Our Research Strengths
Energy and materials
Developed societies stand on a cusp where traditional energy-production methods are being replaced by a wide range of renewable methods for energy production, storage and transport. Our researchers are pursuing advances in atomic-scale technology and materials which will be integral to future devices, and will help to shape a sustainable energy economy.
Genetics, genomics and health
Advances in genetics and in genome sequencing are revolutionising our understanding of biology and our approaches to improving human and environmental health. Researchers in the Faculty of Science are at the forefront of these advances due to their expertise in state of the art gene manipulation techniques, high-throughput sequencing and phenotyping, and mathematical modelling of biological processes. Their work is leading to new approaches in areas such as bioremediation and prospecting, biological pest and disease control, crop modification, conservation, disease mechanisms, nutrition, gene drives, phage therapy, and assisted reproduction.
Environmental change and adaptation
Climate, habitats, and renewable and non-renewable resources are all changing at a pace faster than ever before. The well-being of humanity will depend on how both we and the life around us respond to this change. Research across the Faculty of Science spans the breadth and depth of global environmental change. Our researchers are at the forefront of identifying, advancing and communicating the knowledge and solutions humanity needs to manage and adapt to the changing world around us.
Evolution of the Earth and Universe
Our researchers are redefining our understanding of how the Earth has evolved, how the biosphere influenced that evolution, and how the universe has evolved around us. Science has dramatically redefined our understanding of our place in the universe by showing us how the Earth and stars formed and evolved over billions of years. Today there continue to be many exciting advances including the discovery of gravitational waves, detection of planetary systems around nearby stars, and exploration of new frontiers within our Solar System and on Earth.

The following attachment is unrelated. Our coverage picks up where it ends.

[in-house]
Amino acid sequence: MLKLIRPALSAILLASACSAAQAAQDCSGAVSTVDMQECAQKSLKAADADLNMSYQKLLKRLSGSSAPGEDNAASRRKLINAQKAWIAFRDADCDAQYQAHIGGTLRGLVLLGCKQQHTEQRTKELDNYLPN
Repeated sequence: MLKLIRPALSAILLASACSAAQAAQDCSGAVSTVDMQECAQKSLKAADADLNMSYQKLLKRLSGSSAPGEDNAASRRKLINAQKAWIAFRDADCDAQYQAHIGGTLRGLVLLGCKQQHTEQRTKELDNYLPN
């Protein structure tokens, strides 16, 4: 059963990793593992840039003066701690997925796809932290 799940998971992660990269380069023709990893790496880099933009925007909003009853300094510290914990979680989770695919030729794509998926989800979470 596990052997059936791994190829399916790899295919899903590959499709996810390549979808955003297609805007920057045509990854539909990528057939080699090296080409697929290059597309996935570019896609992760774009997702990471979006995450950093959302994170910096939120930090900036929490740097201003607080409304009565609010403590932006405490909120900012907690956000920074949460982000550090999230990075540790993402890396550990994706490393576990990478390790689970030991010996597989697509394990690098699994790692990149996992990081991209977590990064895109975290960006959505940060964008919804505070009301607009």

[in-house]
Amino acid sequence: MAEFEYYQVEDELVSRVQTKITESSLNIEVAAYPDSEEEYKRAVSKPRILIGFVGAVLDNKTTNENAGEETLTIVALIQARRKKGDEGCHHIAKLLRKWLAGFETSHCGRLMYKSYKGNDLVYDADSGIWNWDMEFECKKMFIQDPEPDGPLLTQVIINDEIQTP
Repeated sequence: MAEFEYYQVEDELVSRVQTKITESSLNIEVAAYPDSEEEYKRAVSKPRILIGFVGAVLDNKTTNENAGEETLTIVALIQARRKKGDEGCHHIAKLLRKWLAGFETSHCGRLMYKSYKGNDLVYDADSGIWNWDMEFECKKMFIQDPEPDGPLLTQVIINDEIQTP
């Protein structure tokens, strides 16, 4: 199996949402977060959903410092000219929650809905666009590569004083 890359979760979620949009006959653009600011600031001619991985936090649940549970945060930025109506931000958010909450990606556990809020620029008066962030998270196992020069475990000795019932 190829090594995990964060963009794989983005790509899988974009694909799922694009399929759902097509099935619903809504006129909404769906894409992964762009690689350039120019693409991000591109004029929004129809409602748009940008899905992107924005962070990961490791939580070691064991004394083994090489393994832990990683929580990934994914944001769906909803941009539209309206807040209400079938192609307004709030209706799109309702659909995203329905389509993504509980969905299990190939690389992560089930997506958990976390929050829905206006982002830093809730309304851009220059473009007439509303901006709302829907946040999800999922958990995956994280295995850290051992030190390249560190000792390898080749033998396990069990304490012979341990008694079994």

Solutions for a big data world
The deluge of data available in the modern world is reshaping science, technology, and business. Although large data sets carry a wealth of information, their size makes them difficult to analyse. Researchers across the Faculty of Science are working to develop the new tools that are needed to extract useful information from these large data sets. Their work is providing key insights into areas such as traffic flow management, social networks, the production of elements in stars, supply chains, image analysis, and health science.
Synthesis for function
The ability to design and construct molecules never before seen on earth is critical to the discovery of new materials able to meet future challenges in health and energy. Synthesis has the capacity to redefine the world that we live in. Our researchers are developing new methods to build unique molecules that transform the world and addressing grand challenges ranging from the development of new materials with biological activity, to the discovery of materials with energy storage properties.
Mathematical networks, space, and symmetry
Much of the technology we use, and our improved understanding of the world, is underpinned by mathematics. Fundamental mathematics research is thus crucial to stimulate new developments in science and technology. Our researchers have particular strengths in the pure mathematics areas that investigate mathematical networks (combinatorics), spaces with constraints in three or more dimensions (topology and geometry), the ways spaces and functions change over time (analysis), and symmetries (algebra).
New ways of seeing and understanding the world
Modern science is underpinned by our growing capability to "see" in wavelengths far beyond visible light. At the smallest scales, our researchers exploit capabilities with visible light, X-rays and electrons via world-class facilities at the Monash Centre for Electron Microscopy (MCEM), the New Horizons Centre and the Australian Synchrotron. Insights achieved via X-ray phase contrast imaging of lung function have improved patient outcomes for congenital respiratory conditions and acute illnesses.
At the largest scales, astrophysicists exploit km-scale instruments to probe the most distant and violent events in the universe. In addition to a worldwide network of telescopes covering the radio to gamma-ray bands, Monash researchers can now access instruments capable of detecting gravitational waves, a key prediction of Einstein's theory of general relativity.